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Lee Sing and Miss Liberty Produce Patriotic Chop Suey

Lee Wong Sing took a walk Sunday and, thanks to his own restless spirit, thanks to the Fourth of July, and thanks to the burning patriotism of the reporters at Brooklyn Police Headquarters, it landed him on the front pages today.

Lee Wong Sing is 11 and came to this country three month ago from war-torn Canton to join his father, Charles Sing, who runs a laundry at 124 Herkimer St.

Lee likes this country so well he is inclined to roam around the city, while his father tears his hair out. He has been missing four times.

Sunday, Lee and his father visited friends in Manhattan’s Chinatown. Lee went to a Bowery movie and that was the last his father saw of him until today.

Somehow, the Children’s Society got him and kept him at the Schermerhorn St. shelter until a Chinese interpreter could learn the landmarks near Charles Sing’s laundry and enable agents to bring Lee home.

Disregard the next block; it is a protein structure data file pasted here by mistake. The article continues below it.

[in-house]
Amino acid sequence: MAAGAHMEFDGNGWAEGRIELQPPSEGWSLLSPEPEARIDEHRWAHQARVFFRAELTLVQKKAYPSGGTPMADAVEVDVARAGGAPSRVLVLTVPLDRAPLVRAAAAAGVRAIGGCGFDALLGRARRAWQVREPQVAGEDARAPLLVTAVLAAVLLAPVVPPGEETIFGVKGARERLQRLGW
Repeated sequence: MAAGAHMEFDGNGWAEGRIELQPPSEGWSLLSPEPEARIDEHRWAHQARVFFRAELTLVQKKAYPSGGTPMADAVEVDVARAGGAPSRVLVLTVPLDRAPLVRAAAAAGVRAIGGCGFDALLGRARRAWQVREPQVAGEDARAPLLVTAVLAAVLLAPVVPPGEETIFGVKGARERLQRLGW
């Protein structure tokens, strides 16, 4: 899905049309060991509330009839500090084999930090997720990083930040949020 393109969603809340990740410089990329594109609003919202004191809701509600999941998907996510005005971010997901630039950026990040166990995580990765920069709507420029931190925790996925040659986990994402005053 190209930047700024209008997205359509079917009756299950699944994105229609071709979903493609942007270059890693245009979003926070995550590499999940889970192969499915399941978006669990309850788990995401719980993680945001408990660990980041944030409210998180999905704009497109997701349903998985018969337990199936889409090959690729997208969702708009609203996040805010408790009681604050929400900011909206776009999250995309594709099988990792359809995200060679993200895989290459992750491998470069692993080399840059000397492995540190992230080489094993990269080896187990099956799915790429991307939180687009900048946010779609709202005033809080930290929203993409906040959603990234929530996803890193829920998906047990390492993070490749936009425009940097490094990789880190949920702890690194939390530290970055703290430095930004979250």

This is where the patriotic police reports step in. The boys got the usual police slip at Headquarters but today is the day before the Fourth of July.

What, then could be more patriotic, reasoned the reporters than a trip to the Statue of Liberty?

That was the reason, the boys felt, Lee had heard of the Statue of Liberty and wanted very desperately to see the lady in the harbor. Only he got lost and he couldn’t tell people in Chinese about his wish.

That’s the story and that’s how Lee his the front pages. Lee’s father today disabused a reporter for the Brooklyn Eagle, who had been sent to take the boy to see the Statue of Liberty. Lee’s father wouldn’t allow the trip.

Brooklyn Daily Eagle, July 3, 1940

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